Five Ways to Understand Philosophy

When Rico Vitz came as a visiting professor to BYU in January 2019, he mentioned five things he found very helpful for understanding philosophy. Although Rico mentioned these five things in relation to philosophy, it can be broadened to all literature as well. Having trouble understanding your British Literature class? Struggling with your Spanish Literature class? Try this!

Historical Context:

When you’re reading something, it’s important to understand and know the background that surrounds the text, especially in considering what would make a philosopher ask a certain question or why he would write about a certain topic. Rico Vitz commented that “you read Descartes Meditation for the first time and you get to line one and you’re like, ‘WHAT, why would anyone do that?’ But if you understand the historical context, that kind of question makes a lot more sense.” Not just understanding the historical context or just understanding the motivation, but why they wrote a certain way. Ask the question as to why Hume is writing about something in a certain way, in some way that Adam Smith and Francis Hutcheson are not. Rico Vitz said that “I think these can be really illuminating for why historical figures are asking, and why the way they’re asking the way they’re asking.”

Textual Interpretation:

Looking at literary texts you may think “What does that mean?” Rico Vitz commiserated as he recounted reading a medieval literature text and hearing all this talk about prime matter and substantial forms and thinking “I have no idea what you’re talking about”. Understanding the text is one thing, but you also need to be able to understand the different terms and uses. When studying Hume and Locke you don’t need to know another language to be able to read them, such as some Chinese philosophers, but there are terms and phrases in the English Language that have changed over time. Rico mentioned that “I remember reading things in Hume that I misunderstood because I was reading a particular term in a kind of contemporary way, when he meant it in another way.” It is helpful to be familiar with the period of time that the language came from and how different authors use certain words that can have a different meaning today.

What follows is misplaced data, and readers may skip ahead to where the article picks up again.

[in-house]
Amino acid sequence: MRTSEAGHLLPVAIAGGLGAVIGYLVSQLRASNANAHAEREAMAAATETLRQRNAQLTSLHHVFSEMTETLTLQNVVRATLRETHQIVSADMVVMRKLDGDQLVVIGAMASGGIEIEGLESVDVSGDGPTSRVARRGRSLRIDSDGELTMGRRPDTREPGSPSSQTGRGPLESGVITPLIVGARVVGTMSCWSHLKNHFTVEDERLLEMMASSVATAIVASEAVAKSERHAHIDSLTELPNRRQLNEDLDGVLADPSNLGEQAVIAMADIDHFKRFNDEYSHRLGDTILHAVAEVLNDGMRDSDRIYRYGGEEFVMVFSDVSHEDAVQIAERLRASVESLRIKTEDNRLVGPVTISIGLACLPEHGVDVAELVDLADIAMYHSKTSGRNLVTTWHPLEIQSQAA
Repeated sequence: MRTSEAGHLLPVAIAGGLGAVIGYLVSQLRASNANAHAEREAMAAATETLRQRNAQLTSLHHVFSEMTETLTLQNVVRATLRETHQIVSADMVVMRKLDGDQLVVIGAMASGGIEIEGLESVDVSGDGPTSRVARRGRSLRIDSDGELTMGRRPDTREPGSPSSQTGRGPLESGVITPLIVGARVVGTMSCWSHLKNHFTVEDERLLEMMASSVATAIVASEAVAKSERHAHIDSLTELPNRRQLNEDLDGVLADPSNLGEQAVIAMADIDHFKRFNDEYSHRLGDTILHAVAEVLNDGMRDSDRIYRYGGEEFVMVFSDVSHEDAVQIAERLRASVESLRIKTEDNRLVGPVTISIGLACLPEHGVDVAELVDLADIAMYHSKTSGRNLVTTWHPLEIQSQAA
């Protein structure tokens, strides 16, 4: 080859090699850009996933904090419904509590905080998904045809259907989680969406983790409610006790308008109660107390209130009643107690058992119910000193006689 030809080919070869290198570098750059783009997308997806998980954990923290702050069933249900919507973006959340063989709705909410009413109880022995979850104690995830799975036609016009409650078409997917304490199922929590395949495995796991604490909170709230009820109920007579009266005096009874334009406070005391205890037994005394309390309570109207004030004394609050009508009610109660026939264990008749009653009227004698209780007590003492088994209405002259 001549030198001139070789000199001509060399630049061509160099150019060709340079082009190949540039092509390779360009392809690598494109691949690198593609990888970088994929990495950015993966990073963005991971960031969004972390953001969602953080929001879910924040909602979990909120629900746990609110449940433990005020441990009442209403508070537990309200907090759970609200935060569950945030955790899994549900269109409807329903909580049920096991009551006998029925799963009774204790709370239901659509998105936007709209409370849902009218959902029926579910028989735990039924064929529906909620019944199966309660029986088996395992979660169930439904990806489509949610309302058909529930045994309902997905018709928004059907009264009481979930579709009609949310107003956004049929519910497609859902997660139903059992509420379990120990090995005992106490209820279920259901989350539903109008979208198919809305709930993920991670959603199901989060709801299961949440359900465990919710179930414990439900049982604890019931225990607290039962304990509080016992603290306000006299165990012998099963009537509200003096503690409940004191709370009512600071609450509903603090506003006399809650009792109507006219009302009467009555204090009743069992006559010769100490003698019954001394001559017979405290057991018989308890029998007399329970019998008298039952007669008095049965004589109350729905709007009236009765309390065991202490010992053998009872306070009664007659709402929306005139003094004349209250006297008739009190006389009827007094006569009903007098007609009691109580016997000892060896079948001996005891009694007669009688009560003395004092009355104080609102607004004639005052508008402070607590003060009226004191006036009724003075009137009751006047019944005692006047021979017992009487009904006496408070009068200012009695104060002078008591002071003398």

Comparative Understanding:

Although Rico said he wasn’t taught to do comparative understanding, he found it to be helpful for thoroughly understanding a text. In the examples that Rico Vitz used he mentioned that while reading Hume you may recognize similar topics brought up by other philosophers, such as in Mencius and Confucius. In recognizing the similarities between different philosophers, Rico advised asking yourself “what can I learn from putting these things side by side and asking how are they similar, and how are they different.” This is a skill that can be used for historical texts as well as contemporary texts. So by analyzing how things are similar, you can gain a certain insight on how we ought to think things through.

Evaluation and Application:

The last two principles go hand in hand when looking at how to understand philosophy. Evaluation is looking at everything you have already learned and asking “who is right, and how do I understand this subject now that I have researched it.” On a similar note, application is recognizing what you now believe about the topic, recognizing what is right and wrong, and deciding what you do with this information. It’s how you go about contextualizing the information you have now learned.

—Jessica Mellor (B.A. English ’19)